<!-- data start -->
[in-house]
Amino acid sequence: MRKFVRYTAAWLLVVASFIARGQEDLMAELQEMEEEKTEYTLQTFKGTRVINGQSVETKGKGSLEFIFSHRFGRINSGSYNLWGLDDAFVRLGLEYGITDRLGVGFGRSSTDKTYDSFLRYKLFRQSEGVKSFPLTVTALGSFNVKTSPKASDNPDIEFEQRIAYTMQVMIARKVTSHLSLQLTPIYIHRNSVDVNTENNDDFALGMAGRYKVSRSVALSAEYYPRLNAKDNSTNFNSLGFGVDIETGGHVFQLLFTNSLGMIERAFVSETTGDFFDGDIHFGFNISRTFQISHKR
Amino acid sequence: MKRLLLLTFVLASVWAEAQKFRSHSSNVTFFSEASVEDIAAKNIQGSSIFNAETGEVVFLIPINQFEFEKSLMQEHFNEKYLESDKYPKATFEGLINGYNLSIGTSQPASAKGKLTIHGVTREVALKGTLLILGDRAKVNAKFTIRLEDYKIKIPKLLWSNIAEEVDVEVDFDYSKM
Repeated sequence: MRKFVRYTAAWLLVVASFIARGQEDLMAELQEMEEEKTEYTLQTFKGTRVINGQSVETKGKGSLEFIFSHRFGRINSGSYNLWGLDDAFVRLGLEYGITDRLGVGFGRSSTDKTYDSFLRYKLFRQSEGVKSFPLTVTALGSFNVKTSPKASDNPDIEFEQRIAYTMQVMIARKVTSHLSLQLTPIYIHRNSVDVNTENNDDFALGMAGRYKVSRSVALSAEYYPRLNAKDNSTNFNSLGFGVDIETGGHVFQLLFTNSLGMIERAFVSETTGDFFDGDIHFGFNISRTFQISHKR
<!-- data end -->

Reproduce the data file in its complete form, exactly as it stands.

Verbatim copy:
[in-house]
Amino acid sequence: MRKFVRYTAAWLLVVASFIARGQEDLMAELQEMEEEKTEYTLQTFKGTRVINGQSVETKGKGSLEFIFSHRFGRINSGSYNLWGLDDAFVRLGLEYGITDRLGVGFGRSSTDKTYDSFLRYKLFRQSEGVKSFPLTVTALGSFNVKTSPKASDNPDIEFEQRIAYTMQVMIARKVTSHLSLQLTPIYIHRNSVDVNTENNDDFALGMAGRYKVSRSVALSAEYYPRLNAKDNSTNFNSLGFGVDIETGGHVFQLLFTNSLGMIERAFVSETTGDFFDGDIHFGFNISRTFQISHKR
Amino acid sequence: MKRLLLLTFVLASVWAEAQKFRSHSSNVTFFSEASVEDIAAKNIQGSSIFNAETGEVVFLIPINQFEFEKSLMQEHFNEKYLESDKYPKATFEGLINGYNLSIGTSQPASAKGKLTIHGVTREVALKGTLLILGDRAKVNAKFTIRLEDYKIKIPKLLWSNIAEEVDVEVDFDYSKM
Repeated sequence: MRKFVRYTAAWLLVVASFIARGQEDLMAELQEMEEEKTEYTLQTFKGTRVINGQSVETKGKGSLEFIFSHRFGRINSGSYNLWGLDDAFVRLGLEYGITDRLGVGFGRSSTDKTYDSFLRYKLFRQSEGVKSFPLTVTALGSFNVKTSPKASDNPDIEFEQRIAYTMQVMIARKVTSHLSLQLTPIYIHRNSVDVNTENNDDFALGMAGRYKVSRSVALSAEYYPRLNAKDNSTNFNSLGFGVDIETGGHVFQLLFTNSLGMIERAFVSETTGDFFDGDIHFGFNISRTFQISHKR